where ρw is the density of seawater and ρi the density of sea ice. In order to adjust the above equation for the presence of overlying snow, the twin effects of the snow's weight and the snow's delaying influence on radar pulse propagation must be taken into account. These three influences on SIT (the radar freeboard measurement, the pulse propagation delay and the freeboard depression from snow weight) can therefore be expressed as three terms (see Supplement) in the following way:
In this paper we introduce a simple method for combining the second and third terms of the above equation into a single term that is proportional to the snow water equivalent (Sect. 3.1). This helps to easily separate the influences of snow data and radar freeboard measurements on the determination of sea ice thickness. Specifically, we compare the impact of two snow products on regional trends and variability in sea ice thickness. These products are the snow climatology given by Warren et al. (1999) and the output of SnowModel-LG (Liston et al., 2020a; Stroeve et al., 2020).
2.1 Regional mask
We define seven regions of the Arctic Basin using the mask from Stroeve et al. (2014), which is gridded onto a 25 km resolution EASE grid (Brodzik et al., 2012, Fig. 1). We define the “marginal seas” of the Arctic Basin as the colour-coded areas of Fig. 1 excluding the Central Arctic. All constituent regions of the marginal seas grouping lie within the coverage of Envisat barring a negligible portion of the Laptev Sea.
2.2 Radar freeboard data
To examine the impact of snow products on Envisat/CryoSat-2 thickness retrievals, we used radar freeboard data from the ESA Sea Ice Climate Change Initiative (Hendricks et al., 2018a). These data are available from October in the winter of 2002/03 until April in the winter of 2016/17. This product was chosen for two main reasons: (a) it provides a consistent record for both the Envisat and CS2 missions (Paul et al., 2018) and (b) it is publicly available for download. CS2 carries a delay-Doppler altimeter that significantly enhances along-track resolution by creating a synthetic aperture. For this reason as well as its higher latitudinal limit, we used CS2 radar freeboard measurements over Envisat during the period when the missions overlapped (November 2010–March 2012). To create a radar freeboard product that is consistent between the Envisat and CS2 missions, Envisat returns are retracked using a variable threshold retracking algorithm. This variable threshold is calculated from the strength of the surface backscatter and the width of the leading edge of the return waveform such that the inter-mission bias is minimised (Paul et al., 2018). The results are comprehensively analysed in the Product Validation & Intercomparison Report (Kern et al., 2018). One key finding of this report is that while Envisat radar freeboards are calculated so as to match CS2 freeboards during the period of overlap over the whole Arctic Basin, there are biases over ice types. In particular, Envisat ice freeboards (not radar freeboards) are biased 2–3 cm low (relative to CS2) in areas dominated by multi-year ice (MYI) and 2–3 cm high in areas dominated by first-year ice (FYI). We discuss the implications of these biases in Sect. 5.3.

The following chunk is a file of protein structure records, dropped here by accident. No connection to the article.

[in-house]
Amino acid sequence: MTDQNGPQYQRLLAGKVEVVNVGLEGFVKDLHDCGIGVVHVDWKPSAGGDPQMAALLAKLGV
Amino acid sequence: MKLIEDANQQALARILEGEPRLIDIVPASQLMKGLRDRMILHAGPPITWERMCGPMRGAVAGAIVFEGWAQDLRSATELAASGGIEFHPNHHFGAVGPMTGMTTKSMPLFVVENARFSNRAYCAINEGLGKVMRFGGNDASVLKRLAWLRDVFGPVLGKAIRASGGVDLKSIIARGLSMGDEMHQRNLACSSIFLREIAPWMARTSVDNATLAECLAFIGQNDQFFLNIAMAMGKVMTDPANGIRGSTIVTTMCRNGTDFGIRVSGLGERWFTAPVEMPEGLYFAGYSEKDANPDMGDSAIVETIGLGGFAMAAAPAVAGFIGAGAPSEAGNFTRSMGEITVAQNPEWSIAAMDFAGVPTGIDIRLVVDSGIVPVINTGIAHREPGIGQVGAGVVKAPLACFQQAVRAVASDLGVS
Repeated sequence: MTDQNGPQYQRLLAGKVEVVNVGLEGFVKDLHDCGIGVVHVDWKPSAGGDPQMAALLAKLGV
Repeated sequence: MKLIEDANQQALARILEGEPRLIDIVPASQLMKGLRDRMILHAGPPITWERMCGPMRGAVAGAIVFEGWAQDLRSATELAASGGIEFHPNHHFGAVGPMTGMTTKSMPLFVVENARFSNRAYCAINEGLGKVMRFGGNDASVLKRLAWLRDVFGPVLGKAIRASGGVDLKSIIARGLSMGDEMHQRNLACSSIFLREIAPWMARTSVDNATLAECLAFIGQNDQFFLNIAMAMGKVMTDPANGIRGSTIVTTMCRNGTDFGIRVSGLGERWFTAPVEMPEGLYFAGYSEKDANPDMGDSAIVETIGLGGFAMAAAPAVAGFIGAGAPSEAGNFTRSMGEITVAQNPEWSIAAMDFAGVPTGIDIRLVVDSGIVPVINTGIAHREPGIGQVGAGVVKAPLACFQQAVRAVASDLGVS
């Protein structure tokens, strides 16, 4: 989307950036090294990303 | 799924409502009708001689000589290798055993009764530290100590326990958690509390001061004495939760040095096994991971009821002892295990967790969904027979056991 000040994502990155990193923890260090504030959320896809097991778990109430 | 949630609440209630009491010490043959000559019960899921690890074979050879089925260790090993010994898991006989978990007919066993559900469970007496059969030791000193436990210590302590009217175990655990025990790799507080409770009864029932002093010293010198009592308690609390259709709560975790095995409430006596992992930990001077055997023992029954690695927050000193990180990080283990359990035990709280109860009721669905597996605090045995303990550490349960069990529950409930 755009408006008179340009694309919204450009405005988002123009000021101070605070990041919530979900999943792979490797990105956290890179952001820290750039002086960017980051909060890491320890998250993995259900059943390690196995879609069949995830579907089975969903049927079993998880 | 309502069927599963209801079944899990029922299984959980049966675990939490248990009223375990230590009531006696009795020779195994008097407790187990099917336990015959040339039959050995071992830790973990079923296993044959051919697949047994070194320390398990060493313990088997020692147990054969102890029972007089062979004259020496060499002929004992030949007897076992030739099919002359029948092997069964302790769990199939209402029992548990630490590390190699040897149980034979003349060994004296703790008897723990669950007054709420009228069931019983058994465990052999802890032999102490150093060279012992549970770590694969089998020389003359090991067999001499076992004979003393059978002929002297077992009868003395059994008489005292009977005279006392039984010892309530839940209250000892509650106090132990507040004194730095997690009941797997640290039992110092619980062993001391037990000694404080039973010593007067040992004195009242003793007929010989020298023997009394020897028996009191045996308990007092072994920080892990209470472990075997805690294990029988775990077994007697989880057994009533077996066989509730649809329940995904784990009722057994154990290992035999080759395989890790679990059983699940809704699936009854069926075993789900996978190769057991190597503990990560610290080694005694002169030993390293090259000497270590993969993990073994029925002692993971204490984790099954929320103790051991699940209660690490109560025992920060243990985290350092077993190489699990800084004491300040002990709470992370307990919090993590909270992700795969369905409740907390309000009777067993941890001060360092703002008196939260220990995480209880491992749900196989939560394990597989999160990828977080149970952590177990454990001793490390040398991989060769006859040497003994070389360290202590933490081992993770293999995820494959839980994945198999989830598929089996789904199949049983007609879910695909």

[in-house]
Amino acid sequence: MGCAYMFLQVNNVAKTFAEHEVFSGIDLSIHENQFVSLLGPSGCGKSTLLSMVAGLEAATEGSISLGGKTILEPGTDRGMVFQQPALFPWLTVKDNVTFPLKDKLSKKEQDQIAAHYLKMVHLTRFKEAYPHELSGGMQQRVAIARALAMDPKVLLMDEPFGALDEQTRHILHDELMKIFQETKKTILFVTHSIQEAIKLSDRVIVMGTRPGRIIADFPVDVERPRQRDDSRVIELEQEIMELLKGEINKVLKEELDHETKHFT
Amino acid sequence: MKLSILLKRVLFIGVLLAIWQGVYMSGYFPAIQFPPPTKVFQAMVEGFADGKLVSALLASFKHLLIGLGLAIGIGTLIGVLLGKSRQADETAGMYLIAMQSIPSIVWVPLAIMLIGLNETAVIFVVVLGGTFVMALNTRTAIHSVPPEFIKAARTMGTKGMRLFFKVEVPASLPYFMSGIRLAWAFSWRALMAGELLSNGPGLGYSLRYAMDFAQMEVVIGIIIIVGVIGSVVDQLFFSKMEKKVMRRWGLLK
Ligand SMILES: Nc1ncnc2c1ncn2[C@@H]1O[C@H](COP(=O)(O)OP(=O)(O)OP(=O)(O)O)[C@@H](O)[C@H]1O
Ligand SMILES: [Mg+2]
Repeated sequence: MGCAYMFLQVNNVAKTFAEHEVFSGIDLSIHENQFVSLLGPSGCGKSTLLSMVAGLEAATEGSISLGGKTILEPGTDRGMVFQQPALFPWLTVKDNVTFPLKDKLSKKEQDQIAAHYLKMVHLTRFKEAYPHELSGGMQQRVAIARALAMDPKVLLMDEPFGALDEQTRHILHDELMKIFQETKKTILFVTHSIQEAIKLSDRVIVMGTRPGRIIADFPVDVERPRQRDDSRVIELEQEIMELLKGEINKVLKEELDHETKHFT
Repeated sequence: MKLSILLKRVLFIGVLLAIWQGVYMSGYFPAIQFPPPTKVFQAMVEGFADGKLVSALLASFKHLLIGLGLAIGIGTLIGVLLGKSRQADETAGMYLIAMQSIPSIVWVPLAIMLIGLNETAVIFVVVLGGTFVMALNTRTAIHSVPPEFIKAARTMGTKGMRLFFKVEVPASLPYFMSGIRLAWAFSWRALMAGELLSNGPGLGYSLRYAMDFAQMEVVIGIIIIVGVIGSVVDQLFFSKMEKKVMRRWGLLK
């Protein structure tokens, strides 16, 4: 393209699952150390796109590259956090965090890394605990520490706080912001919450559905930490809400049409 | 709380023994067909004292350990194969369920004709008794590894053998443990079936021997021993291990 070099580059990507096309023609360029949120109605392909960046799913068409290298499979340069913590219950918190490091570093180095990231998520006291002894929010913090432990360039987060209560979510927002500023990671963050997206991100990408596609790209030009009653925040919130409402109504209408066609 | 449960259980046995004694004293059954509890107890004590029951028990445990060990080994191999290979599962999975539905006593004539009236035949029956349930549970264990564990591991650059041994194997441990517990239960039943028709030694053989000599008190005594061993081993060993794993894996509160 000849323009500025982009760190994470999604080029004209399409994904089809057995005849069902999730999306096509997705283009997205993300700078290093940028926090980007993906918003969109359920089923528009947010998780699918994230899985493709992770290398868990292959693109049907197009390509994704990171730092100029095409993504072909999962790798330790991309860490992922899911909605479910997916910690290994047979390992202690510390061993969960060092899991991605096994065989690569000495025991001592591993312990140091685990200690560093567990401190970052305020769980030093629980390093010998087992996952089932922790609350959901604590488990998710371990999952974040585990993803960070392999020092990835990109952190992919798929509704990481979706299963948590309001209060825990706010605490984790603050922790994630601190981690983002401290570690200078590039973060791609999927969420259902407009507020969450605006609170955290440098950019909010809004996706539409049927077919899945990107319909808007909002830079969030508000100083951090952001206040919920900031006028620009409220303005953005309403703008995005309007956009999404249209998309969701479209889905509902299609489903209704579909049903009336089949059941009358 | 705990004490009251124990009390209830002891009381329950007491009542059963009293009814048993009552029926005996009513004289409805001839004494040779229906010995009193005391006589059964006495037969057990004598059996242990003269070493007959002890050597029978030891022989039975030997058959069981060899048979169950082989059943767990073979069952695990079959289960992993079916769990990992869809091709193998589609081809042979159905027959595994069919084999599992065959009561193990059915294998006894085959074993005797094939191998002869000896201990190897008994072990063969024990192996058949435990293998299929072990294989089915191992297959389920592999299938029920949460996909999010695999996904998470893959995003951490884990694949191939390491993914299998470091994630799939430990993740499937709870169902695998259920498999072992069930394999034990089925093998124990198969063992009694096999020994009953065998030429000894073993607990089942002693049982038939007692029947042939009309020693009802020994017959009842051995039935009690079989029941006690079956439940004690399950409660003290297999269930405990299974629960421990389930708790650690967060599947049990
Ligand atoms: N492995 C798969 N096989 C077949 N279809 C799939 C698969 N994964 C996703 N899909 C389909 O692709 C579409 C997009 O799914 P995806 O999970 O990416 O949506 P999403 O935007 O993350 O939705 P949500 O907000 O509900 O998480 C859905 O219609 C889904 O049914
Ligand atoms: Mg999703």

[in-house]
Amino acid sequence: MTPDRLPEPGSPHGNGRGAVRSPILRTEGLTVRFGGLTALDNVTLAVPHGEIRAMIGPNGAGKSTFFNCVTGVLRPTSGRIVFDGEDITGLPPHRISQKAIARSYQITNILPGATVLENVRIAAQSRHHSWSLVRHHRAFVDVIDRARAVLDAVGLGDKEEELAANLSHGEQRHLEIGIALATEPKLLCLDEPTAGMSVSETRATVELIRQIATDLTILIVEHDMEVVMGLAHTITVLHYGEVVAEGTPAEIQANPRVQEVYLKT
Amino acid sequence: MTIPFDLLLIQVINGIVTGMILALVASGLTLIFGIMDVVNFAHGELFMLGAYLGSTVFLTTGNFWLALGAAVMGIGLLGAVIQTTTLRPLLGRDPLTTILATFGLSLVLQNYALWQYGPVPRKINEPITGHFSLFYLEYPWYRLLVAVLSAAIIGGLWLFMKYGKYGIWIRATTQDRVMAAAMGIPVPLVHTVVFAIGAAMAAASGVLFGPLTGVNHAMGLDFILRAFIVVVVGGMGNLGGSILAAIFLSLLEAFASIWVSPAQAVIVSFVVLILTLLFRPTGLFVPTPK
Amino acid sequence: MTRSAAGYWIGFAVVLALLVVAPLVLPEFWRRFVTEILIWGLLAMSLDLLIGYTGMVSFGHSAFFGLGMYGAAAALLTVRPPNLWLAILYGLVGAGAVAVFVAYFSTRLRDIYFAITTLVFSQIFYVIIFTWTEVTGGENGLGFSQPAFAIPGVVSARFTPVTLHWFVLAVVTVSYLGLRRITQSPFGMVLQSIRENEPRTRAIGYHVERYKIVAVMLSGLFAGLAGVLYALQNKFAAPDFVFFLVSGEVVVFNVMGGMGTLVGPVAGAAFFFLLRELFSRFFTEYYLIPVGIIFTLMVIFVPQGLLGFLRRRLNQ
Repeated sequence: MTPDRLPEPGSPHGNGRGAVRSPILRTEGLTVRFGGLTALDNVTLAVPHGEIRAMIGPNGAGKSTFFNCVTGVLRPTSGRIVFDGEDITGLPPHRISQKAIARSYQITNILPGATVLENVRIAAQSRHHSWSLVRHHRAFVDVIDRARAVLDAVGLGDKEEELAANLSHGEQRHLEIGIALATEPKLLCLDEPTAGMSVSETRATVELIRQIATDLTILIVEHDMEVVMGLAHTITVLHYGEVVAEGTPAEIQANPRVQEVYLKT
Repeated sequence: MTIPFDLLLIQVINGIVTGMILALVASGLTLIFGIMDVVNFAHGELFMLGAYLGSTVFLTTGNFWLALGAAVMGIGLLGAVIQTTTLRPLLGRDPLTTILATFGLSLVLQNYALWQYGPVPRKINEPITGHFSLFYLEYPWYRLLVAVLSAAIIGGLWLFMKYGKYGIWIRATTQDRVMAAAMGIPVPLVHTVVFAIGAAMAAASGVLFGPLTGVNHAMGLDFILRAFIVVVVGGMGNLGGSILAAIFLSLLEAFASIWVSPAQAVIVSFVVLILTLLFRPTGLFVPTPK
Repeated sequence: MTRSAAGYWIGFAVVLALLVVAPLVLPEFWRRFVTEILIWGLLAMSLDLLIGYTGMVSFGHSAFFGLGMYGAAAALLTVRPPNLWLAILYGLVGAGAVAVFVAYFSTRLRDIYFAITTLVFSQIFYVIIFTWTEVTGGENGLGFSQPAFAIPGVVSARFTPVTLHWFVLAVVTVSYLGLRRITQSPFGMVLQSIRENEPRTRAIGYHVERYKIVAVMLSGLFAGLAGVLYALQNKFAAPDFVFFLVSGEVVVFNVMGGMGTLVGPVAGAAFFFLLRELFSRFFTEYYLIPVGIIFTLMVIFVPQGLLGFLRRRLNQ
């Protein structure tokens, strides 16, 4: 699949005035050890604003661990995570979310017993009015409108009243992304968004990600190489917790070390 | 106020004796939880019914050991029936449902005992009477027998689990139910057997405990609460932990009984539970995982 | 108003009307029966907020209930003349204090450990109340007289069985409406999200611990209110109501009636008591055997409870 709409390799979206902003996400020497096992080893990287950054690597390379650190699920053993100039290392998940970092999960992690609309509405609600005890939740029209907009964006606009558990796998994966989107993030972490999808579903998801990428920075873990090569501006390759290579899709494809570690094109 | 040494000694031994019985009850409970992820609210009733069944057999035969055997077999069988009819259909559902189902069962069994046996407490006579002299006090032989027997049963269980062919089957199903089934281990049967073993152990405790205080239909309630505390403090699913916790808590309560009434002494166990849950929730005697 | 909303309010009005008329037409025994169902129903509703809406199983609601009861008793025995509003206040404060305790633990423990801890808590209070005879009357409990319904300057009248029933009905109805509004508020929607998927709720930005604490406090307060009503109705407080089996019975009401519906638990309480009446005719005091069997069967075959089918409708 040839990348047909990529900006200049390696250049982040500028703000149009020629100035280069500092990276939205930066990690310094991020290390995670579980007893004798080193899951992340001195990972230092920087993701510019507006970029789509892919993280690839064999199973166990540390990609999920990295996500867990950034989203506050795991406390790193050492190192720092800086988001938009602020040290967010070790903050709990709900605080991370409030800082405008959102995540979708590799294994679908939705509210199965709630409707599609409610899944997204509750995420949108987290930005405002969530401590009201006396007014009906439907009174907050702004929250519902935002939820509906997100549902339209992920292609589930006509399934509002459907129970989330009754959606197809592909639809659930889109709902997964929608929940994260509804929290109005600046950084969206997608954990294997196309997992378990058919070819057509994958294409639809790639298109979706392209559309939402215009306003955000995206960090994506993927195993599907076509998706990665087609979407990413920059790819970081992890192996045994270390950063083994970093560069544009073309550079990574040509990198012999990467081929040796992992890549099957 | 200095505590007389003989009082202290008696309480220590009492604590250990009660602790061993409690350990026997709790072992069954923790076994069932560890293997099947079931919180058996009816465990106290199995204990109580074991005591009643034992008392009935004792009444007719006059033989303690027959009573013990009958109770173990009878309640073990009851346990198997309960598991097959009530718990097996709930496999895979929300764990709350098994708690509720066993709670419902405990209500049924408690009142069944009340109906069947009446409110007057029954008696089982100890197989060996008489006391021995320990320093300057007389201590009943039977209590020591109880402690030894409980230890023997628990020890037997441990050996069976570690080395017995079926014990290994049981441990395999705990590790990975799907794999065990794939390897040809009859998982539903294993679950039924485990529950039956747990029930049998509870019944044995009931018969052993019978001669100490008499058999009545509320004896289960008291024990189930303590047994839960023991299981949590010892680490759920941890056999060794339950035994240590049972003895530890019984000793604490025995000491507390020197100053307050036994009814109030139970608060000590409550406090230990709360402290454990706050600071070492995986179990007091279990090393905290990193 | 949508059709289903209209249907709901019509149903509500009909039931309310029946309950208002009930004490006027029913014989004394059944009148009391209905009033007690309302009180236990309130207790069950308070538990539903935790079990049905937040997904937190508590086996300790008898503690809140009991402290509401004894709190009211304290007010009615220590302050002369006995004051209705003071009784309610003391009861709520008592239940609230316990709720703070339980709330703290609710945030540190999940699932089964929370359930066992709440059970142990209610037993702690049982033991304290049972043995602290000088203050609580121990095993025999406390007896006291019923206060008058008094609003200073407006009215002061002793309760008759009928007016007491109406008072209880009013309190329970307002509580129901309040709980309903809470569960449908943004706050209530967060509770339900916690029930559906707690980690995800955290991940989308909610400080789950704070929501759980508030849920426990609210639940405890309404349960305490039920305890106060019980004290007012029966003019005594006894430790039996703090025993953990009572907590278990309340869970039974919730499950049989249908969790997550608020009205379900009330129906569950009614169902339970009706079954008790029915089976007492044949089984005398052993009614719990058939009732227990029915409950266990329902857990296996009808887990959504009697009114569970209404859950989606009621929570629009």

While the ESA CCI data are only available from the CCI website until the winter of 2016/17, the CryoSat-2 radar freeboards in these data are identical to the CS2 radar freeboard product of the Alfred Wegener Institute (Hendricks and Ricker, 2019, this was manually confirmed). We were therefore able to extend our radar freeboard time series through the winter of 2017/18, which is when our snow data from SnowModel-LG (see below) ends.
2.3 The Warren climatology (W99)
The most commonly used radar-altimetry SIT products use algorithms developed by the Centre for Polar Observation and Modelling, the Alfred Wegener Institute and the NASA Goddard Space Flight Center (Tilling et al., 2018; Hendricks and Ricker, 2019; Kurtz et al., 2014). Another commonly used but not publicly available product is from the NASA Jet Propulsion Laboratory (Kwok and Cunningham, 2015). All four groups utilise modified forms of the snow climatology assembled by Warren et al. (1999) from the observations of Soviet drifting stations between 1954 and 1991 (henceforth referred to as W99).